This article was started to list words and terms that are common today, but were not in use during the early 13th century. For those troupes who want to give a more authentic feel, it is best to get into a mindset that does not use them, or at least to have a reason why anyone in the story would use them. As always, if it's more fun to keep the anachronism, do so.
Assassin The term is unlikely to be in use in Europe yet, though the cult that lead to the development of the word has existed since the late 11th century. In the late 13th century, Marco Polo wrote of the cult, but it's unknown to this contributor if he used the Italian word for assassin or not. Earliest recognition of the term in English at dictionary.com is the 16th, having migrated from French or Italian. An approximation of the word might be used by crusaders in the know. There are likely to be alternatives in some languages, but otherwise, hired killer/murderer, killer for hire, etc should do.
Brute in it's English meaning may or may not have been in use so early. Earliest year dictionary.com gives is in the 1300s, but it's use is known in Middle English, which date's as far back as the 11th century.
Meter as a unit of distance does not exist. It DOES exist as a measure in poetry and music, as in rhyme and meter. It originates from Greek (it is not Latin and not in use in Latin speech), but is noted as being introduced into Middle or Old English, so is likely in use, though mostly among those with knowledge of classical music theory, or at least of some music ability. A note for those of us in the USA, the spelling across the pond nowadays is metre, but is pronounced the same, as in theater v. theatre. Though not a unit of distance, it is possible that magi of a tradition that incorporates or those who speak Greek, might use this in place of magnitude when speaking of magical power.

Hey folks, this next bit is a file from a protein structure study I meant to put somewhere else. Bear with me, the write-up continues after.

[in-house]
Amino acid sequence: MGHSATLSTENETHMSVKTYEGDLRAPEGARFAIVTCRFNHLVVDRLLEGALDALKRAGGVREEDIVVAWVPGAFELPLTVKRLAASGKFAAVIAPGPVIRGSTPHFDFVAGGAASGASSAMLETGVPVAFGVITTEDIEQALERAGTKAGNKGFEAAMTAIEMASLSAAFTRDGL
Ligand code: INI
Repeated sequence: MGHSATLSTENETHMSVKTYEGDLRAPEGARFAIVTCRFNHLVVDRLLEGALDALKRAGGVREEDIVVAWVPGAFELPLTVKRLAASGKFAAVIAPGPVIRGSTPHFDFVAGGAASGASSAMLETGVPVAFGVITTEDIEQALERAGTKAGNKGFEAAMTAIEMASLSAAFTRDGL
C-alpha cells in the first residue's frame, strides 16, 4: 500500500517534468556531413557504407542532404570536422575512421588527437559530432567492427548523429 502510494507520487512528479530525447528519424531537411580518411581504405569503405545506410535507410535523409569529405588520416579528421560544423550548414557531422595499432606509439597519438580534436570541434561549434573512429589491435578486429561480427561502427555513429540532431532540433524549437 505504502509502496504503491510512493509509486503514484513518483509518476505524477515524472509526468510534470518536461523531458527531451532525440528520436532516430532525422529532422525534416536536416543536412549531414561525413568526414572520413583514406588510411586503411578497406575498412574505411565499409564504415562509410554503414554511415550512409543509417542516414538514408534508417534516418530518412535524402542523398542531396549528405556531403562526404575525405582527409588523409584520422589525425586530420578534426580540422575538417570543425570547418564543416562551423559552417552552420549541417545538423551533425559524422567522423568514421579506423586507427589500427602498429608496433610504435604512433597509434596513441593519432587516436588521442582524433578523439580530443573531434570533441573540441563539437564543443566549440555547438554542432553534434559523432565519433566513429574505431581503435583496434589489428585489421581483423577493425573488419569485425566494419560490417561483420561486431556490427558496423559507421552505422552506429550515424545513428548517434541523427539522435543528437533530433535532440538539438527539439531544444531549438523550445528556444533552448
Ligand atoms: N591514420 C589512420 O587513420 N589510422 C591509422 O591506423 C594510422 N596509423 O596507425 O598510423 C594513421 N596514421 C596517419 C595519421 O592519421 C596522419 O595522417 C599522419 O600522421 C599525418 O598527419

Thug Developed in the English language as a result of English occupation of India, derived from Thugee. No basis for the use of the word in Mythic Europe.
Zombie Unlikely. More research would be needed to tell how far the origin of the word goes back in Africa, but it is unlikely that European magi would have knowledge of it.
Tomatoes do not exist anywhere in Europe, Africa, or "The East". They may, if your Saga sends magi that far, be imported from fairly far south in South America. So in addition to the food that won't develop until after Marco Polo brings some ideas over from China, there are no tomato based products of any kind.
Potatoes do not exist anywhere in Europe, Africa, or "The East". They may, if your Saga sends magi that far, be imported from the New World. They will not be introduced into Europe until the 1500s.
Christmas trees Pulling again from the Wikipedia article, Christmas trees weren't in use for at least another two centuries after 1220. Although there are now legends attributing the practice of using Christmas trees to St. Boniface, these legends didn't crop up until after the Christmas trees, and are thus not myths of 1220.